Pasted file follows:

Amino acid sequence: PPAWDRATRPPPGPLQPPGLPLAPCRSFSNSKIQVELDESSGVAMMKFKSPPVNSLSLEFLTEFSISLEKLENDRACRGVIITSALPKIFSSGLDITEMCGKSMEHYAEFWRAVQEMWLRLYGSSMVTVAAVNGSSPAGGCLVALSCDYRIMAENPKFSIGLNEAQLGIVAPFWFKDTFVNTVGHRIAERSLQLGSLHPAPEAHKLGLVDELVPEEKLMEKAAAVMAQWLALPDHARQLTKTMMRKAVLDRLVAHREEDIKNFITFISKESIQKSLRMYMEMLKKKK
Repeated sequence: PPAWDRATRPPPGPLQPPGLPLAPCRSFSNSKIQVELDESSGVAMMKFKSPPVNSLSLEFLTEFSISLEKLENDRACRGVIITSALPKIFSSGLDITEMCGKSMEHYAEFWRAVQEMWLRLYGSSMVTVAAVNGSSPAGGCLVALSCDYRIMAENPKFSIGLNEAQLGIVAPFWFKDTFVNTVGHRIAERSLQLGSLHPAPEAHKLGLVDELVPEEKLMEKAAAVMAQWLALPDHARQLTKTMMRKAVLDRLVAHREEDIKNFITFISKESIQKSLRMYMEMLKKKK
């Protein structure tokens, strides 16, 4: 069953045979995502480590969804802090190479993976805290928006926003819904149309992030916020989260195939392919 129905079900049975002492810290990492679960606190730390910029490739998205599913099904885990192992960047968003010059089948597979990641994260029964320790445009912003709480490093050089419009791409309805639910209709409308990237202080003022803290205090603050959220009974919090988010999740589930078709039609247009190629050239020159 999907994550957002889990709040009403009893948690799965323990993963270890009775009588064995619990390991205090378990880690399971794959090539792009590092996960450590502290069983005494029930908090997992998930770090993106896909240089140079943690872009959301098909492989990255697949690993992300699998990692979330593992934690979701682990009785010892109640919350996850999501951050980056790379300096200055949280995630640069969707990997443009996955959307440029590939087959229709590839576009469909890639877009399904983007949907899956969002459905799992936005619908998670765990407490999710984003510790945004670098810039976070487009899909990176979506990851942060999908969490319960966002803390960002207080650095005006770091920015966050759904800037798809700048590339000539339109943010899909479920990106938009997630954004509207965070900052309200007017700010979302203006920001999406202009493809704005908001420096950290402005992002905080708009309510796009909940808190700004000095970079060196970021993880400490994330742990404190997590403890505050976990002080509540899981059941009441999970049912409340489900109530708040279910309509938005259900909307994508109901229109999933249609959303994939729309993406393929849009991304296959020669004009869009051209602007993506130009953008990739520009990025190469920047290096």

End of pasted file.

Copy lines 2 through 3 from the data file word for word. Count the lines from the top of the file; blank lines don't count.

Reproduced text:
Repeated sequence: PPAWDRATRPPPGPLQPPGLPLAPCRSFSNSKIQVELDESSGVAMMKFKSPPVNSLSLEFLTEFSISLEKLENDRACRGVIITSALPKIFSSGLDITEMCGKSMEHYAEFWRAVQEMWLRLYGSSMVTVAAVNGSSPAGGCLVALSCDYRIMAENPKFSIGLNEAQLGIVAPFWFKDTFVNTVGHRIAERSLQLGSLHPAPEAHKLGLVDELVPEEKLMEKAAAVMAQWLALPDHARQLTKTMMRKAVLDRLVAHREEDIKNFITFISKESIQKSLRMYMEMLKKKK
């Protein structure tokens, strides 16, 4: 069953045979995502480590969804802090190479993976805290928006926003819904149309992030916020989260195939392919 129905079900049975002492810290990492679960606190730390910029490739998205599913099904885990192992960047968003010059089948597979990641994260029964320790445009912003709480490093050089419009791409309805639910209709409308990237202080003022803290205090603050959220009974919090988010999740589930078709039609247009190629050239020159 999907994550957002889990709040009403009893948690799965323990993963270890009775009588064995619990390991205090378990880690399971794959090539792009590092996960450590502290069983005494029930908090997992998930770090993106896909240089140079943690872009959301098909492989990255697949690993992300699998990692979330593992934690979701682990009785010892109640919350996850999501951050980056790379300096200055949280995630640069969707990997443009996955959307440029590939087959229709590839576009469909890639877009399904983007949907899956969002459905799992936005619908998670765990407490999710984003510790945004670098810039976070487009899909990176979506990851942060999908969490319960966002803390960002207080650095005006770091920015966050759904800037798809700048590339000539339109943010899909479920990106938009997630954004509207965070900052309200007017700010979302203006920001999406202009493809704005908001420096950290402005992002905080708009309510796009909940808190700004000095970079060196970021993880400490994330742990404190997590403890505050976990002080509540899981059941009441999970049912409340489900109530708040279910309509938005259900909307994508109901229109999933249609959303994939729309993406393929849009991304296959020669004009869009051209602007993506130009953008990739520009990025190469920047290096």